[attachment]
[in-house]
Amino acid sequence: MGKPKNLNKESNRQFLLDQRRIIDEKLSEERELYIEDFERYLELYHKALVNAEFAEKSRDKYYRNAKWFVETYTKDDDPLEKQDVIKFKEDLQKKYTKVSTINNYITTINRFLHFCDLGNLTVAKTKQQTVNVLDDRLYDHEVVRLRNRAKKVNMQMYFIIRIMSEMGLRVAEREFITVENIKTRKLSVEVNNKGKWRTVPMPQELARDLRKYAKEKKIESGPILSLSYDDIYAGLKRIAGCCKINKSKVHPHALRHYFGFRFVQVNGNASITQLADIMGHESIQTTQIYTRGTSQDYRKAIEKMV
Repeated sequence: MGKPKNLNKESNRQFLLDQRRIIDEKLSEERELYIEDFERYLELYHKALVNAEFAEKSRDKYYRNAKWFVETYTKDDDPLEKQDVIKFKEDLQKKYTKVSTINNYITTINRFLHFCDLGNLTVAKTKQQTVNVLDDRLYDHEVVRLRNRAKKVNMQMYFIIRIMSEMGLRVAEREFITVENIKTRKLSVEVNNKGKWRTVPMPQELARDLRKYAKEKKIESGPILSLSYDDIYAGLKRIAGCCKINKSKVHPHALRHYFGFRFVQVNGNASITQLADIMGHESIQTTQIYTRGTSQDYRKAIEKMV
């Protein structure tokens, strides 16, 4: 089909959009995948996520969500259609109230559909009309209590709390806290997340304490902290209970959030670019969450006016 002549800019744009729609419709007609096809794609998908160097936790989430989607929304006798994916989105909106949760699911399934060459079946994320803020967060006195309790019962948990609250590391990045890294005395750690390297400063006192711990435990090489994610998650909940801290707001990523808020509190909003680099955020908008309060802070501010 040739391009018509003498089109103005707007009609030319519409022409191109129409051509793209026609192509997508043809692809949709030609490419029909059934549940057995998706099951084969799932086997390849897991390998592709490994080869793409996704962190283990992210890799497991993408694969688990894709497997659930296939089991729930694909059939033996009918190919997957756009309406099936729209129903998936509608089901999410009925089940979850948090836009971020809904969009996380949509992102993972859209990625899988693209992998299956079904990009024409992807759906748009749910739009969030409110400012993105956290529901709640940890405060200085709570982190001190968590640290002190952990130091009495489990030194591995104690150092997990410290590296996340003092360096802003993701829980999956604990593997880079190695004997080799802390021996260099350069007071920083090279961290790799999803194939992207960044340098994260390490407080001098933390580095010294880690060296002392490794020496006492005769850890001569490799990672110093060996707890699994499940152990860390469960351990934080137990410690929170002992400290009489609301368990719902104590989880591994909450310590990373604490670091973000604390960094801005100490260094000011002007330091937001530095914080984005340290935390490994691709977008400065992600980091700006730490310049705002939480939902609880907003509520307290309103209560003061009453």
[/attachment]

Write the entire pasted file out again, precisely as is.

[in-house]
Amino acid sequence: MGKPKNLNKESNRQFLLDQRRIIDEKLSEERELYIEDFERYLELYHKALVNAEFAEKSRDKYYRNAKWFVETYTKDDDPLEKQDVIKFKEDLQKKYTKVSTINNYITTINRFLHFCDLGNLTVAKTKQQTVNVLDDRLYDHEVVRLRNRAKKVNMQMYFIIRIMSEMGLRVAEREFITVENIKTRKLSVEVNNKGKWRTVPMPQELARDLRKYAKEKKIESGPILSLSYDDIYAGLKRIAGCCKINKSKVHPHALRHYFGFRFVQVNGNASITQLADIMGHESIQTTQIYTRGTSQDYRKAIEKMV
Repeated sequence: MGKPKNLNKESNRQFLLDQRRIIDEKLSEERELYIEDFERYLELYHKALVNAEFAEKSRDKYYRNAKWFVETYTKDDDPLEKQDVIKFKEDLQKKYTKVSTINNYITTINRFLHFCDLGNLTVAKTKQQTVNVLDDRLYDHEVVRLRNRAKKVNMQMYFIIRIMSEMGLRVAEREFITVENIKTRKLSVEVNNKGKWRTVPMPQELARDLRKYAKEKKIESGPILSLSYDDIYAGLKRIAGCCKINKSKVHPHALRHYFGFRFVQVNGNASITQLADIMGHESIQTTQIYTRGTSQDYRKAIEKMV
């Protein structure tokens, strides 16, 4: 089909959009995948996520969500259609109230559909009309209590709390806290997340304490902290209970959030670019969450006016 002549800019744009729609419709007609096809794609998908160097936790989430989607929304006798994916989105909106949760699911399934060459079946994320803020967060006195309790019962948990609250590391990045890294005395750690390297400063006192711990435990090489994610998650909940801290707001990523808020509190909003680099955020908008309060802070501010 040739391009018509003498089109103005707007009609030319519409022409191109129409051509793209026609192509997508043809692809949709030609490419029909059934549940057995998706099951084969799932086997390849897991390998592709490994080869793409996704962190283990992210890799497991993408694969688990894709497997659930296939089991729930694909059939033996009918190919997957756009309406099936729209129903998936509608089901999410009925089940979850948090836009971020809904969009996380949509992102993972859209990625899988693209992998299956079904990009024409992807759906748009749910739009969030409110400012993105956290529901709640940890405060200085709570982190001190968590640290002190952990130091009495489990030194591995104690150092997990410290590296996340003092360096802003993701829980999956604990593997880079190695004997080799802390021996260099350069007071920083090279961290790799999803194939992207960044340098994260390490407080001098933390580095010294880690060296002392490794020496006492005769850890001569490799990672110093060996707890699994499940152990860390469960351990934080137990410690929170002992400290009489609301368990719902104590989880591994909450310590990373604490670091973000604390960094801005100490260094000011002007330091937001530095914080984005340290935390490994691709977008400065992600980091700006730490310049705002939480939902609880907003509520307290309103209560003061009453």